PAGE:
No date has been confirmed for the album’s release but he says it could be ready for summer. Kes The Band started touring for 2022 already, and recently performed in their home capital of Port of Spain. One of the stops on the tour will be New Orleans for the ESSENCE Festival of Culture on July 1, a platform they had already made history on as the only Caribbean act selected to perform at its first virtual edition last year. Now, they have been asked to perform on the physical mainstage at the 74,000-capacity Caesars Superdome.

In his reflections, Kes said, “Part of the mission has always been to touch different stages. I’m happy to provide a tangible energy and not just something you hear or see on a screen but something you actually feel from a performance. There is something about the physical presence, being there in that sort of communion and I am looking forward to be there in person to teach people what is calypso and where we from. It’s an opportunity like any other to share the stage with some real legends.”

His Trinidadian sister, hip hop megastar Nicki Minaj will also be on the stage as well as Jamaica’s Beenie Man.

Since officially forming in 2006 as Kes The Band with his brothers Jon on guitar, and Hans Dieffenthaller on drums, and their lifelong friend, bassist Riad Boochoon, they have brought soca to stages around the world, collaborating with the likes of Snoop Dogg, Wizkid and Major Lazer, and giving the genre some of its most indelible hits including Hello and Savannah Grass.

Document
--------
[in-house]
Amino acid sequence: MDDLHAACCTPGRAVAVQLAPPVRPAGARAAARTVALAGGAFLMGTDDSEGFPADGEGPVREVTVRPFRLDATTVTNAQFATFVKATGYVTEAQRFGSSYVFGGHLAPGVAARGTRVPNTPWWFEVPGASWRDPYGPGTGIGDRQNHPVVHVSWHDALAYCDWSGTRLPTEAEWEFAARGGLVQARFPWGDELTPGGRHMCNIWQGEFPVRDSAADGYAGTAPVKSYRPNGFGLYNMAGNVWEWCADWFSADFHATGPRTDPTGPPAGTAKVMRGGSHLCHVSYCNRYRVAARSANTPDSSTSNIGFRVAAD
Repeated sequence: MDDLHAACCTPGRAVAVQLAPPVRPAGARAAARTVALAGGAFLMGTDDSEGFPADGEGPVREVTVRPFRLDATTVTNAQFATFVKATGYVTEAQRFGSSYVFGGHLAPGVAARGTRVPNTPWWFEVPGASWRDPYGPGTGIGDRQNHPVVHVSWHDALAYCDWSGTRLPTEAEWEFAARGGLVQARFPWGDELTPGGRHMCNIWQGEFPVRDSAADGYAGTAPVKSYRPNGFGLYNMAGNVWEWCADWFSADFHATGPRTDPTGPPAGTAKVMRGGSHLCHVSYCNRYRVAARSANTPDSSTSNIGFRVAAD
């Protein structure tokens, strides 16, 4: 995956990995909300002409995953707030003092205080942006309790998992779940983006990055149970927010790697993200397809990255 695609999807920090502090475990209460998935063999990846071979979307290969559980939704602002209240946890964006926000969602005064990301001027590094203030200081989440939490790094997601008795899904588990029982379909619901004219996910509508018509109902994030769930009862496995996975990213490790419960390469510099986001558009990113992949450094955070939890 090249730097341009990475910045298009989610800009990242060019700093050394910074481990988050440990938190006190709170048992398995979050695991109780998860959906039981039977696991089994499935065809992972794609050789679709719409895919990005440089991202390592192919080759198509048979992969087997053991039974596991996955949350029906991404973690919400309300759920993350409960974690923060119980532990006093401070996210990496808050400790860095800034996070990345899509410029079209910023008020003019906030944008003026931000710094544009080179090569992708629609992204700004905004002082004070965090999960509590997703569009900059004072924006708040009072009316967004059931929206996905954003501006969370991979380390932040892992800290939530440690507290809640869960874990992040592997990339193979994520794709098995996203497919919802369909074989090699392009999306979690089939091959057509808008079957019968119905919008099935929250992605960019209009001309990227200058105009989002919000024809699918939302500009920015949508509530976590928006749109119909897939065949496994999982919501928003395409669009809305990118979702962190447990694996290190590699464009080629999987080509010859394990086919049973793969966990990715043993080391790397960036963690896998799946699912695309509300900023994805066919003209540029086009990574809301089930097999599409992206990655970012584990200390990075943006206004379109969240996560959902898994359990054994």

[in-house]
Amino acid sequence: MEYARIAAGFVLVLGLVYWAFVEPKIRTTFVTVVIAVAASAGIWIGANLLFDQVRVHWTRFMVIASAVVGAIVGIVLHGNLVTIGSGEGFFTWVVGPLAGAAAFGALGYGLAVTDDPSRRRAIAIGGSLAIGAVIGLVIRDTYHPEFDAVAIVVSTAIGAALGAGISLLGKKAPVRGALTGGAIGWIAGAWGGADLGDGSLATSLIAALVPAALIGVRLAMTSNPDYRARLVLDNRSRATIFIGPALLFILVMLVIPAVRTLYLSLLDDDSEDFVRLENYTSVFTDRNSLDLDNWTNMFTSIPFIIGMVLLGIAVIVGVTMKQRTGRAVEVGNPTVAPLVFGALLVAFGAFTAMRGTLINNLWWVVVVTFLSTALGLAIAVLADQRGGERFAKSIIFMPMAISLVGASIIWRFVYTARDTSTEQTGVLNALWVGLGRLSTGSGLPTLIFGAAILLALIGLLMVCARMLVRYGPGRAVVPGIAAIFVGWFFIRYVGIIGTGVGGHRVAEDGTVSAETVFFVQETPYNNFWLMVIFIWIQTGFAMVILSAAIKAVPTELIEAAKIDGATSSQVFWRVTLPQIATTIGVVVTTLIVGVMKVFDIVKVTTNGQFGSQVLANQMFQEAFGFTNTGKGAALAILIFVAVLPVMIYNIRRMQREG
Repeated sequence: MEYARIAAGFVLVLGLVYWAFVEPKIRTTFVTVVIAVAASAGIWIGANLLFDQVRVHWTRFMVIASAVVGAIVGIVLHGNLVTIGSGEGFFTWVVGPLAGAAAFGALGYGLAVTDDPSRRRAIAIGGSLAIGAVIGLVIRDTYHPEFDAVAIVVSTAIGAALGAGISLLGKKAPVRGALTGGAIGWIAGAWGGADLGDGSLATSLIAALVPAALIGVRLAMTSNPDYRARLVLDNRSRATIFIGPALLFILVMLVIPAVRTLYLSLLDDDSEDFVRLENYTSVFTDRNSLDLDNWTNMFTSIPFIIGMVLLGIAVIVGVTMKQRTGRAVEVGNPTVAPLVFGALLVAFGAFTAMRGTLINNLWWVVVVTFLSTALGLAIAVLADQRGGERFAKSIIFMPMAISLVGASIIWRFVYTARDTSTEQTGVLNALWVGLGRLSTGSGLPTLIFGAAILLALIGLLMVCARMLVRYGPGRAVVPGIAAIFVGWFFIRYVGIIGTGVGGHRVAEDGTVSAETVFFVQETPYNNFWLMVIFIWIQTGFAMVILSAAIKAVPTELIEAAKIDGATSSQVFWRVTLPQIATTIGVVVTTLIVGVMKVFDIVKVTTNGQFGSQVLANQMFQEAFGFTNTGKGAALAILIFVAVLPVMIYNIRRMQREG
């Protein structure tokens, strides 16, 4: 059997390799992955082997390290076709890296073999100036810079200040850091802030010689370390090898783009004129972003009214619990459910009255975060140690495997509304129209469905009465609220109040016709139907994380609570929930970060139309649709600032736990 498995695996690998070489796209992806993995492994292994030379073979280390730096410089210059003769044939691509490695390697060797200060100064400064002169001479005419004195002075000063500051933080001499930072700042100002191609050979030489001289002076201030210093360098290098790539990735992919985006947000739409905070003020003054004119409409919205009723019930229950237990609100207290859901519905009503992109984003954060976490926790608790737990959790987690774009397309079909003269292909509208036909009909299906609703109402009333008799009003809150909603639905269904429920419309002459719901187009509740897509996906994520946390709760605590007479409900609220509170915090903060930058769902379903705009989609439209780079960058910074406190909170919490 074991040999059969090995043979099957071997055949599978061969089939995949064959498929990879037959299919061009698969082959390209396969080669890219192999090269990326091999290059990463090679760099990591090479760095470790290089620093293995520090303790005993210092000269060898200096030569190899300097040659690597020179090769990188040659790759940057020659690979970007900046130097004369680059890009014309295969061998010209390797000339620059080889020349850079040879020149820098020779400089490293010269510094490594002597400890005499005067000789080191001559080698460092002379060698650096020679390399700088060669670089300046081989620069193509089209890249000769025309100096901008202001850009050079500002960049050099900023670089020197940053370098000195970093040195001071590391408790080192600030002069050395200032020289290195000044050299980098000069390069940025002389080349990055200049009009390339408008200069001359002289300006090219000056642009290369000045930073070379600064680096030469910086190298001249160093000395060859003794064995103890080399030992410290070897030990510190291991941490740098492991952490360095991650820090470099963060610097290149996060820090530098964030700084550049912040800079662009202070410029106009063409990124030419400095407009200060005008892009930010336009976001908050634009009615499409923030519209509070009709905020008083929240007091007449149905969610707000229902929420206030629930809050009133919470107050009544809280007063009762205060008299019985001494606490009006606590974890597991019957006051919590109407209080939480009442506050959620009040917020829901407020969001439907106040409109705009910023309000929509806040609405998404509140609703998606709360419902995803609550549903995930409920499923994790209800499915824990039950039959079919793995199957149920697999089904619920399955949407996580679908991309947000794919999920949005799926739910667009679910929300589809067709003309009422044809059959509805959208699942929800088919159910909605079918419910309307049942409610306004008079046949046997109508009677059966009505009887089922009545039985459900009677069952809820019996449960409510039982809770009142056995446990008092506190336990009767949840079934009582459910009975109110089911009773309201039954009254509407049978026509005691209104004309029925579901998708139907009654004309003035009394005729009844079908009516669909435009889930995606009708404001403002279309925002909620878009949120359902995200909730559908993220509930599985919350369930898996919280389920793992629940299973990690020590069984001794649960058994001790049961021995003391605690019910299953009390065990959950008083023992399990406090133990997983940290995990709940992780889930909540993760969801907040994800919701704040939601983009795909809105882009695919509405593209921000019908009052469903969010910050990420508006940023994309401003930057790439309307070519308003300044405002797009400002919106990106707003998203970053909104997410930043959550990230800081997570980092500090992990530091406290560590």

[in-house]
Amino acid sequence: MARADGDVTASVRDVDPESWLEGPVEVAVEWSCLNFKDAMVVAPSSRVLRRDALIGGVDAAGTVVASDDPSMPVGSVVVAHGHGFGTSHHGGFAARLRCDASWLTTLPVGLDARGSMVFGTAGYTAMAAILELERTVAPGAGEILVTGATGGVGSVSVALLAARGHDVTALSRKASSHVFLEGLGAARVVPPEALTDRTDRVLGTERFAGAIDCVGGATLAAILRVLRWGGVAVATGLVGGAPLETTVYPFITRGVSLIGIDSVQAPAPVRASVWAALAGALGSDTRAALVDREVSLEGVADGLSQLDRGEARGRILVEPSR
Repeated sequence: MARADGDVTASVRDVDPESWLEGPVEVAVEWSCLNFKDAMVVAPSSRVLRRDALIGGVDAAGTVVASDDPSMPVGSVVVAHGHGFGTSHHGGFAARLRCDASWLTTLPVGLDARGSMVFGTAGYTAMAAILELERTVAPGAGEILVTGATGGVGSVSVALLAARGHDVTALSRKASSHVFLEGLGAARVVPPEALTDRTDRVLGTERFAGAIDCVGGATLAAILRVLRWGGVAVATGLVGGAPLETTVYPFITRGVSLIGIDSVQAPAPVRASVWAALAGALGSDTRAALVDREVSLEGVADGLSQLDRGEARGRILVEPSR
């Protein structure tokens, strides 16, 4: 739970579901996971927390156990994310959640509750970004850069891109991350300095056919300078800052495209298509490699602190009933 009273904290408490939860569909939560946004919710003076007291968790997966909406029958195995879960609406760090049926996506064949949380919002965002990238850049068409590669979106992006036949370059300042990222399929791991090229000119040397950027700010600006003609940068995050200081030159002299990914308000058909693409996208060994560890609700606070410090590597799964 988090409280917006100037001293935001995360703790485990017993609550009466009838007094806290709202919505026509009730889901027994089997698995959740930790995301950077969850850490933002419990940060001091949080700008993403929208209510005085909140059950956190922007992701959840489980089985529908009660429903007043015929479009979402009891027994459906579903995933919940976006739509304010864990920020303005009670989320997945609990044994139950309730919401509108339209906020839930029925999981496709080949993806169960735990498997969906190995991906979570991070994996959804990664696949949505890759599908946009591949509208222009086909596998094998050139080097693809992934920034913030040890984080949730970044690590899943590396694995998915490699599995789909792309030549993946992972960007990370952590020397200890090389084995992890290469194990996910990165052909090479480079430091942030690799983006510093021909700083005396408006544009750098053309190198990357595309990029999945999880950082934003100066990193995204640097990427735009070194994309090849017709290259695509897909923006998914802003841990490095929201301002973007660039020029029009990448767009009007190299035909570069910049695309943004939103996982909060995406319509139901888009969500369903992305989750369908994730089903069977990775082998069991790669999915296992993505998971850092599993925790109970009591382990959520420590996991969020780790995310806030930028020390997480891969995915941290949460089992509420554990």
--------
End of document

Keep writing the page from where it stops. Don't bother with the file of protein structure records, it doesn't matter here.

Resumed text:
“We’ll be headed to a few other places before New Orleans, and we have Guyana in another couple weeks, Portugal in June, and doing London, which we haven’t in about four years. I will be in Jamaica, though not sure for the July carnival period, I know I will be at some point. I miss Jamaica, and have enjoyed coming there since the past 20 years,” Kes said.

He said that the cross-pollination of music and cultures is motivation. “A big part of calypso is underrated, underutilised and while unknown to some, people have also forgotten the real history and what it represents. I want to represent that and when there is an opportunity to educate I would, but most of all I want people to have a good time touching from a deeper place,” he said.